his own business. That’s not the way it was fresh out of college, though. Seis worked for the Wisconsin River Co-op (before it merged with Farmers’ Co-op Supply and Shipping Association, in 2013, to form Allied Cooperative) and as an agent for Rural Mutual Insurance. “I quit Rural Mutual Insurance, and my wife had a baby, both within like three days of each other,” he relates, “and I started farming on my own. That was a leap of faith.” “I began farming in 1998 and organized Sterling Farms in 2010,” he explains. “I received advice and Above: Joe Seis, owner of Sterling Farms, LLC in Grand Marsh, Wisconsin, holds yellow potatoes harvested on his land in August. “We started with Yukon Gold potatoes, but continue to experiment with new yellow varieties. We do the same with russets,” he says.


support from relatives in the potato industry, but I started my farm completely from scratch.” “In 2002, the only farming implement I owned was a 4020 John Deere tractor,” Seis allows. He and Sterling Farms, LLC have come a long way since then. How many acres is Sterling Farms, LLC, and what crops and how many acres of each do you grow there? We are up to a combined total of 800 rented and owned acres, of which 275 is potatoes this year. We also grow seed corn, field corn, soybeans and an occasional canning crop. Do you rotate crops, and what vegetables are in your rotation? We rotate russet, yellow and specialty potatoes with corn, soybeans and an occasional canning crop. Do you raise livestock or grow anything else on the farm? If so, what? We do not raise livestock. We have recently been growing some rye for seed as there is a need for both the seed and the straw in our area. How did this growing season turn out for you? Like many other growers in Wisconsin, we dealt with a lot of rain in the 2017 early growing season. It set us back about 10 days, and we did have some prevent plant acreage. Are you a fresh, chip or process potato grower, and why? All our

potatoes are grown for the fresh market. I like the challenge of producing a quality raw product that I can see in the store.

Above: A Spudnik 6400 four-row potato harvester is pulled behind a John Deere 8400 tractor during harvest season on Sterling Farms, LLC. The author was lucky enough to ride along in the tractor with Joe Seis and his three-year-old daughter, Jessie.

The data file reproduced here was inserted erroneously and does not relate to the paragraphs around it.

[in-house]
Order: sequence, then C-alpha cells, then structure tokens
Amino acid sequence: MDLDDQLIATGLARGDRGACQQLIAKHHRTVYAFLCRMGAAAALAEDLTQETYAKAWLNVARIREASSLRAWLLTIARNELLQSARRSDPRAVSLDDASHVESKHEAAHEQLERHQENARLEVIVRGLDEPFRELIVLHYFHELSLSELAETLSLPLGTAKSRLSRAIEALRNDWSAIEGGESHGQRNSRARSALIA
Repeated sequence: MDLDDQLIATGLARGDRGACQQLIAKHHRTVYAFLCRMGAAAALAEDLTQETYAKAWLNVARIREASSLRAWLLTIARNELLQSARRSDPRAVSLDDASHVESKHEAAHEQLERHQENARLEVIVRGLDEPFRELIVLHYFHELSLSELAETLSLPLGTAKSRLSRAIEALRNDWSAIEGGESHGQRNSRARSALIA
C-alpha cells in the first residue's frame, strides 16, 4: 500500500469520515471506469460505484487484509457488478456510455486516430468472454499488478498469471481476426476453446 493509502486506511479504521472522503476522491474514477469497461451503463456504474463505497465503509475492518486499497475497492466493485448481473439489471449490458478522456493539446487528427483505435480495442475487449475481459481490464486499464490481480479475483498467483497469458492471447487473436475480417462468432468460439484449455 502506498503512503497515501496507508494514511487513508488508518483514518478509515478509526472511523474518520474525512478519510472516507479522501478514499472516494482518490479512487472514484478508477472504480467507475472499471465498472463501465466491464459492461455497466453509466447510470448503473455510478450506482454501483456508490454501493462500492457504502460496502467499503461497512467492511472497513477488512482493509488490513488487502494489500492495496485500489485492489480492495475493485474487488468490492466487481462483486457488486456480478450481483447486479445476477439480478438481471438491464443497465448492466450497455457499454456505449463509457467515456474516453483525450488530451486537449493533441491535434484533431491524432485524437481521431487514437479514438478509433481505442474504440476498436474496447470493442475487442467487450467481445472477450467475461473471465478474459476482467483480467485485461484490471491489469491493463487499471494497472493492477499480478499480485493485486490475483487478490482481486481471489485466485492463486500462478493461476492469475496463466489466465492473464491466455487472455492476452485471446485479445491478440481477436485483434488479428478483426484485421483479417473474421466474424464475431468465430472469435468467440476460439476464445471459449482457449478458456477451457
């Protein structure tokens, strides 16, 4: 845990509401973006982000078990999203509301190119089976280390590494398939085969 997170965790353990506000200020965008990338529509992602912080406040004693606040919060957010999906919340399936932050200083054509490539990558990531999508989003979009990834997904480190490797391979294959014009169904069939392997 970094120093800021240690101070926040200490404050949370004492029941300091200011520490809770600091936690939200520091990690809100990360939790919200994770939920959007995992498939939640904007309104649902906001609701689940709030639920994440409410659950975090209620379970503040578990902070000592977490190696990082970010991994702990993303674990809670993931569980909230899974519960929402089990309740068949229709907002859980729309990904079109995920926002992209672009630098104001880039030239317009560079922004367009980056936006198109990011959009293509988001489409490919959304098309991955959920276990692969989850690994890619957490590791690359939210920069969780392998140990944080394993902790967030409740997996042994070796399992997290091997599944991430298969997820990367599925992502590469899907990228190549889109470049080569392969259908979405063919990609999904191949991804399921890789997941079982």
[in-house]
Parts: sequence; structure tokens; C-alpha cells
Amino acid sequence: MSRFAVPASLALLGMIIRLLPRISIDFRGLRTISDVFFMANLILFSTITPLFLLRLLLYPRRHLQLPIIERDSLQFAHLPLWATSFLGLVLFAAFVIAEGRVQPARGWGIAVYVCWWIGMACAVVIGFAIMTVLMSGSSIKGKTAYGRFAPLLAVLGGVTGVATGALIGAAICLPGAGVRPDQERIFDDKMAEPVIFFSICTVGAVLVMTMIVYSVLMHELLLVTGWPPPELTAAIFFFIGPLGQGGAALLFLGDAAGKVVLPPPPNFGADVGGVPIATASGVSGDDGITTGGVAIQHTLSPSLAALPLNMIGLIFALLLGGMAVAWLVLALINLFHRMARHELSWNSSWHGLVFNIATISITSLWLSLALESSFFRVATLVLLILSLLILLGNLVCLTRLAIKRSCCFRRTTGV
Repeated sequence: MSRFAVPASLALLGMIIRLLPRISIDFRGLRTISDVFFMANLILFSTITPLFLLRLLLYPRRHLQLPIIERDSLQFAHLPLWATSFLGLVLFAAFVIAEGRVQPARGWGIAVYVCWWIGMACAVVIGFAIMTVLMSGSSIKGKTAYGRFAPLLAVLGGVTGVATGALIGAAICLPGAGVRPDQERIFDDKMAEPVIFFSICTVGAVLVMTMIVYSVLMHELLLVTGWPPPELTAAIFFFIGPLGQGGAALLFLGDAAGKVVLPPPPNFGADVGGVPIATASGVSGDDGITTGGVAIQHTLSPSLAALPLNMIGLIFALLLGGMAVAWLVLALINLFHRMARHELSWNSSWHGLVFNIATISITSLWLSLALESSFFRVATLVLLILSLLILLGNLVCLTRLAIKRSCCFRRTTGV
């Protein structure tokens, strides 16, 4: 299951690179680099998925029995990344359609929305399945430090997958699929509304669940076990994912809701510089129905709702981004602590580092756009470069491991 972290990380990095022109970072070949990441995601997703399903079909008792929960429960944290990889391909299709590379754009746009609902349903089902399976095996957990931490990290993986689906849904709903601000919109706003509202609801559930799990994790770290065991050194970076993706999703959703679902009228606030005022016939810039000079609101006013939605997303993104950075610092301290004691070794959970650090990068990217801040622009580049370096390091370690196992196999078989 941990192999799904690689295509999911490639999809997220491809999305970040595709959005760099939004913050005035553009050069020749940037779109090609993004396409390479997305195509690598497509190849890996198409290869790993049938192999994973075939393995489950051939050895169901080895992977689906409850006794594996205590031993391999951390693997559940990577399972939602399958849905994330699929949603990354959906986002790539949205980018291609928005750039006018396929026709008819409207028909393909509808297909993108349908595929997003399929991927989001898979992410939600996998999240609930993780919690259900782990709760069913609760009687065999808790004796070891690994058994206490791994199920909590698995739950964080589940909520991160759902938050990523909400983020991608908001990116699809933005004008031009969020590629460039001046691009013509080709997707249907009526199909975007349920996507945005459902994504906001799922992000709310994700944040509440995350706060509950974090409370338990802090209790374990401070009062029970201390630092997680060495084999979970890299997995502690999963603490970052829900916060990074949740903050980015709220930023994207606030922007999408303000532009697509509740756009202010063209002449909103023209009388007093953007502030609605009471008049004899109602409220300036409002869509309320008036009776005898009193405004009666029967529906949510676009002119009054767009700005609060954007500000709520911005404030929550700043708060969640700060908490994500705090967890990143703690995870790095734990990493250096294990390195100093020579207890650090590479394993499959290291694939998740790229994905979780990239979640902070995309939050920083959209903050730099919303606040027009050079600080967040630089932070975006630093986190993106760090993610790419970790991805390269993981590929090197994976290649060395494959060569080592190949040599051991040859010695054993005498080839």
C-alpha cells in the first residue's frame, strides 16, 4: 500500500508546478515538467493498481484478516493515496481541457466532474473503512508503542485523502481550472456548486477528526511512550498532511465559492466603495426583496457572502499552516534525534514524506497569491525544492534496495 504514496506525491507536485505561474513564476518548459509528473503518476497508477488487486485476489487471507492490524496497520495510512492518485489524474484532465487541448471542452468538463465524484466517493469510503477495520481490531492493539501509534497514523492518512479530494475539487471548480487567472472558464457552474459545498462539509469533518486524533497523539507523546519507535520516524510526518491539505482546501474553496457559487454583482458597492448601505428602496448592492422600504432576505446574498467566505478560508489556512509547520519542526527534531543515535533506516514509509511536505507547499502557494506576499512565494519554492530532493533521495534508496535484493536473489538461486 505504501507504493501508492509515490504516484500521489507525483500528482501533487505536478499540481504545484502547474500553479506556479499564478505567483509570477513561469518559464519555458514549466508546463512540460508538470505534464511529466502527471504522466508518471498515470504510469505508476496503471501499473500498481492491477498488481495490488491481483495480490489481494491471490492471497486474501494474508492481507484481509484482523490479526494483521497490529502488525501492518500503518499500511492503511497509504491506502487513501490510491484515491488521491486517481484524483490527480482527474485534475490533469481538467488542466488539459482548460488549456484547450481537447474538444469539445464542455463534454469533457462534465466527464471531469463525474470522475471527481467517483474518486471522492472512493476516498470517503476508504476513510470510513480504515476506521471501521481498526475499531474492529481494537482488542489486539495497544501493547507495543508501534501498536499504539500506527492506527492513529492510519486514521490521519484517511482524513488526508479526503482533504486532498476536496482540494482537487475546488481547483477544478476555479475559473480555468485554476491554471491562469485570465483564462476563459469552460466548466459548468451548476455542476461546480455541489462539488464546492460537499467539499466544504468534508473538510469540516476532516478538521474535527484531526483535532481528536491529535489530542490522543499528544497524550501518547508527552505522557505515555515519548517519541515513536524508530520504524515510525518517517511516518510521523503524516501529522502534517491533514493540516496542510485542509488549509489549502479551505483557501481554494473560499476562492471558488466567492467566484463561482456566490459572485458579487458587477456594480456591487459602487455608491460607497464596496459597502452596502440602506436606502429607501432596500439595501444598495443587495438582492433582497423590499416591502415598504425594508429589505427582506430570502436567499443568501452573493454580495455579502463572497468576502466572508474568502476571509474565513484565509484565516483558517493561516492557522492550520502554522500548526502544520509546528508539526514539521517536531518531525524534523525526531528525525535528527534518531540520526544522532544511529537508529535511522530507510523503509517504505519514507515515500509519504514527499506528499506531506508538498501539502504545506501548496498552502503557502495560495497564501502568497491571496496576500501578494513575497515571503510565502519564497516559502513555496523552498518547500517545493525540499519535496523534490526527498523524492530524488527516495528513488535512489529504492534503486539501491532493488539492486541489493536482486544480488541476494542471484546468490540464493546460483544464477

How many hundredweight of potatoes do you typically grow in a year, and to whom or where do you sell them? I typically grow 125,000 cwt. annually. I work with Alsum Farms of Friesland, Coloma Farms and Okray Family Farms of Plover to pack and ship my crop.

storage facility that holds 80,000 cwt. of potatoes. It is air conditioned and designed to include a work area and loading dock. What is it that you like about farming, and what drew you into the field? I have always liked farming, especially potato farming. I really enjoy owning

Do you store potatoes? If so, do you have storage facilities and what type? This summer I put up a new

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Interview. . . continued from pg. 9

my own business and producing quality food. I thrive on the challenge of growing a crop that requires intense management on both the growing and marketing ends. What is your favorite aspect of a typical day? I really like to watch my crops grow, to see how the time, money and effort I’ve spent managing them is evident when I drive to all my fields. What challenges have there been? The availability of land to grow crops has been a challenge in recent years. Because of this, my land is very spread out and makes for a lot of road time. I decided to put up my own storage shed to alleviate some of the stress of harvesting and marketing fresh potatoes. How is growing in Grand Marsh different from other parts of the state? Particularly for potatoes? Soil type? Moisture? The Plainfield sand of Adams County is mostly well drained and generally ideal for growing potatoes, but some of my fields are on the fringe of the Grand Marsh. As its name implies, the area has many marsh pockets. In a year like 2017, the wet holes

10 BC�T September

(high ground water) didn’t begin to recede until August. My operation would really benefit from being able to make some drainage improvements on my properties, but USDA regulations currently forbid this. What are the biggest issues? Each growing season brings its own challenges. Sometimes it’s the weather, sometimes it’s prices, sometimes it’s disease and sometimes it’s even labor. How do you like being in the potato and vegetable growing industry? What kind of relationship do you have with your fellow growers? The community? I take pride in

Above: It wasn’t easy getting the Seis family to all pose for a picture. In the back row are Dana and Joe, and in front, left to right, Jessie, Gabe and Calvin. Bottom Left: Potatoes are everywhere at harvest time—in the rearview mirror of the tractor and filling the box of the truck driven by Ed Stevens. Ed has been working for Sterling Farms, LLC for three years and also hauls fertilizer for Allied Cooperative in the spring. Bottom Right Calvin Seis checks a yellow potato for size and quality while he sorts spuds at Sterling Farms, LLC, on August 11.

being a part of Wisconsin’s potato and vegetable industry. I have good relationships with other growers in the Grand Marsh area, as we all face some similar difficulties, such as continued on pg. 12


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Interview. . . continued from pg. 10